Monday, November 11, 2013

Top Gujarat PSU "forfeits" its claim of going multinational, withdraws from Egyptian misadventure

GSPC headquarters in Gandhinagar
By Rajiv Shah
In its first major decision to take the former state blue-chip public sector undertaking (PSU) out of the red, the Gujarat State Petroleum Corporation (GSPC) has taken a formal decision to withdraw from its most important overseas adventure – Egypt. A well-placed source in the Gujarat government has told Counterview that the GSPC board took the decision to withdraw from Egypt after dilly-dallying on the matter for above a year. “The board met recently. It decided to withdraw following a discussion, in which GSPC managing-director Tapan Ray insisted that withdrawal was essential to bring the GSPC out of the red and also in view of unstable political atmosphere in Egypt”, the source said.
The decision to withdraw followed a recent communication by the Petroleum and Natural Gas Ministry, Government of India, to the Ministry of External Affairs that the Indian consortium led by the GSPC, with Hindustan Petroleum Corporation Limited (HPCL) and Oil India Limited (OIL) as junior partners, had “unanimously” decided not to sign the concessional agreement for two of the offshore oil exploration blocks of South Quseir and South Sinai, located in the Gulf of Suez and Red Sea in Egypt. In all, GSPC had taken five blocks in Egypt in an “aggressive” bid, and managed to rope in two Central PSUs as junior partners.
As for other overseas operations – in Australia, Yemen and Indonesia – the source said, these are “not important and do not involve much funds.” However the source did not rule out that in due course the GSPC may withdraw from these countries, thereby forfeiting its “self-proclaimed” and “loud” claim of becoming the first state-based PSU in India to go multinational. “The most important of foreign operations was for oil-and-gas exploration in Egypt. It had become unviable from the financial point of view to continue with it”, the source pointed out.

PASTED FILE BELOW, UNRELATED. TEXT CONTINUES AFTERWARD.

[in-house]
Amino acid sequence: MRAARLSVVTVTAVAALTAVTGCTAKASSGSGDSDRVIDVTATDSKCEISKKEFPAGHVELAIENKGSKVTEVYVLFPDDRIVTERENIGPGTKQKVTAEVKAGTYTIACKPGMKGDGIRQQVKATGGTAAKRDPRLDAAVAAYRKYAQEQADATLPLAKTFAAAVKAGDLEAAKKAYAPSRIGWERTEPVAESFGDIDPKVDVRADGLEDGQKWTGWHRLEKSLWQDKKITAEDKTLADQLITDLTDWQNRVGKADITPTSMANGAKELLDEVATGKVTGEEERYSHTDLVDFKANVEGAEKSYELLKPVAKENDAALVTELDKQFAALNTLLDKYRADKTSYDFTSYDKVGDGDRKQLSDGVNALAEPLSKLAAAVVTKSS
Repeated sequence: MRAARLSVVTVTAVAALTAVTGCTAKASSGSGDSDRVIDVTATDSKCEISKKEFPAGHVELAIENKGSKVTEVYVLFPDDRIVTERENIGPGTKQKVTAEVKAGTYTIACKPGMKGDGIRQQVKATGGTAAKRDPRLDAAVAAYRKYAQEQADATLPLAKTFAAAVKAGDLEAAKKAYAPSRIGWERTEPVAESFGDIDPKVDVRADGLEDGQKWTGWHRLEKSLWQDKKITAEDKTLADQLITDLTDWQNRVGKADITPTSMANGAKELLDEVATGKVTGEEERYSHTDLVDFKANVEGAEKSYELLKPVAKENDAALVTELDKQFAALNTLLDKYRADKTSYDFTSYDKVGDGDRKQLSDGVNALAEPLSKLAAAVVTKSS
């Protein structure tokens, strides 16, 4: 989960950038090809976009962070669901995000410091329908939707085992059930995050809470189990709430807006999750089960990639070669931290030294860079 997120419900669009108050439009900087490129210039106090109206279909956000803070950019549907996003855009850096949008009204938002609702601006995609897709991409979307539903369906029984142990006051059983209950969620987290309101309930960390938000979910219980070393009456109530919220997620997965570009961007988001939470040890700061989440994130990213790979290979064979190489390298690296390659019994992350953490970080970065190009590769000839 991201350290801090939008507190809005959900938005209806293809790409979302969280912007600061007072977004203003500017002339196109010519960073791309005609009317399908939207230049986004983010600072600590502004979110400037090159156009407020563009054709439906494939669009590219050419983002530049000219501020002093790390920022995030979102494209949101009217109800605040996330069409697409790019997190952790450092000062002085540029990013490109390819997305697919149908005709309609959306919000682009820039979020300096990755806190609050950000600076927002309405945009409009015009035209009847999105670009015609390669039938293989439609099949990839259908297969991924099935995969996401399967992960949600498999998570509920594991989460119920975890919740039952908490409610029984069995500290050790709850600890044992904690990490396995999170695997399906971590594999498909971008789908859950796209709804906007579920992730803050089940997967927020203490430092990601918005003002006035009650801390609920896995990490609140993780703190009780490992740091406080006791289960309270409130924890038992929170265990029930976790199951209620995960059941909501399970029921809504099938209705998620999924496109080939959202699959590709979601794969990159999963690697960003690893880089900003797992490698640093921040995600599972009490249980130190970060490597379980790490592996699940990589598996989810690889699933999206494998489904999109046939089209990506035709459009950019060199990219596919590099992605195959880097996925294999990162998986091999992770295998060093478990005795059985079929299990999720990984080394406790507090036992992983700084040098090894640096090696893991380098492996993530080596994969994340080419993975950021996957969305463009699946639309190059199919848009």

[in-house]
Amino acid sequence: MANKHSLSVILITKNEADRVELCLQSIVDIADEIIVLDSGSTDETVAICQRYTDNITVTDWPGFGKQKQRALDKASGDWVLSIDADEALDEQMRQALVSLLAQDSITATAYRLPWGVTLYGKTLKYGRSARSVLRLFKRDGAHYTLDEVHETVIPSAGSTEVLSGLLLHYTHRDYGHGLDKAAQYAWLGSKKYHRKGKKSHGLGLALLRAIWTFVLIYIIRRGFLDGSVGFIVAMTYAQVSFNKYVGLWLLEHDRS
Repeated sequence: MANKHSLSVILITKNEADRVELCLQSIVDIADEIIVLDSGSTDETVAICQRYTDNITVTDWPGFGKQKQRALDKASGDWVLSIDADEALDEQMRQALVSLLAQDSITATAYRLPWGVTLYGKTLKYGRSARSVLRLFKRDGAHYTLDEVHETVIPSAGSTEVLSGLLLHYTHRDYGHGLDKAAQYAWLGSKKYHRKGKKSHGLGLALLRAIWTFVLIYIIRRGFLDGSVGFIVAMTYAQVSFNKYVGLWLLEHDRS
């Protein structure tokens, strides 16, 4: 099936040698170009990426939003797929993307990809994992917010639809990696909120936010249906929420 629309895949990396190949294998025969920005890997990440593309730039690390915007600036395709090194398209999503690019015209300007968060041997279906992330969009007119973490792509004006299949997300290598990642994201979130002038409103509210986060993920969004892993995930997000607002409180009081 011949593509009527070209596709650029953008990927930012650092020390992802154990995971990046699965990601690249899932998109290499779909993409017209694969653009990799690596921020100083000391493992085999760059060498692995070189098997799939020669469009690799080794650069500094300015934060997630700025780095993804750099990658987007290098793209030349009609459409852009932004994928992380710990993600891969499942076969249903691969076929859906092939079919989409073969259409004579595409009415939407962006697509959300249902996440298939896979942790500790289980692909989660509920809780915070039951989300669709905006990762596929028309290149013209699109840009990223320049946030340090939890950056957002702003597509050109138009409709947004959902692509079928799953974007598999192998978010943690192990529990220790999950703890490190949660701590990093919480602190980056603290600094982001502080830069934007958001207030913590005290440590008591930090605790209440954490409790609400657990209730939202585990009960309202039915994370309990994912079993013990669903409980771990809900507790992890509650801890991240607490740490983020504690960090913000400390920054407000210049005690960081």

Gujarat government sent at least two delegations, the first one in 2011-end and then in mid-2012, to Egypt to assess and reassess if the Egyptian operation was viable. Finding that the period for exploration was ending in March 2012, then Gujarat chief secretary AK Joti, as GSPC chairman, went to Cairo in 2011-end to assess the situation on the ground. It found that the operation should continue, and made a formal request to the Egyptian government to give extension.
The extension was sought on the ground that the Egyptian authorities had failed to give necessary clearances on time, required from the country’s defence establishment. The decision to continue with the Egyptian operations was taken despite the fact that it was found that the Egyptian operation alone would require another Rs 5,000 crore. The suggestion that withdrawal would be a cheaper option, as it would have to pay 250 million dollars, or about Rs 1,350 crore at the then rate of exchange, was rejected. Joti even declared that “high risk in exploration was worth taking” and the state government would “find money” for it.
“Preliminary results through aerial surveys suggest there is huge oil and gas reserve in the Egyptian areas which we had taken for exploration. There is no question of backing out, though the final decision will have to be taken by Gujarat government”, Joti had said, adding, the Egyptian officials, with whom the chief secretary and other officials held discussions, “agreed” that there was delay in the GSPC’s exploration activities as the PSU was not given necessary clearances on time for preliminary surveys, required from the country’s defence establishment.
The second delegation, was sent more to make an on-the-spot assessment of the GSPC's five blocks in Egypt, and reversed Joti’s claims and recommended to the state government that it should “withdraw from Egypt”. Led by senior financial consultant with the GSPC, Manish Verma, the delegation consisted of top GSPC engineers who made an on the spot assessment. There was some difference of opinion between GSPC engineers sent from Gandhinagar and the senior technocrat who was in charge in Egypt, MY Farooqi. While the former said, it would be “too costly to continue with the operations, Farooqi insisted that it was worth going ahead", a top state official said.
The GSPC went global following Gujarat chief minister Narendra Modi’s insistence on the matter in 2006. Then under D Jagatheesa Pandian, who is state energy secretary now, the GSPC bid for and took several oil-and-gas blocks in Egypt, Australia, Indonesia and Yemen. In Egypt alone, it took five blocks. One of the blocks is onshore, situated in a huge expanse of 39,000 sq km area, most of it desert, while the rest of the four are offshore, deep in the Mediterranean. Work for two blocks began, while for the others it could not be commenced.

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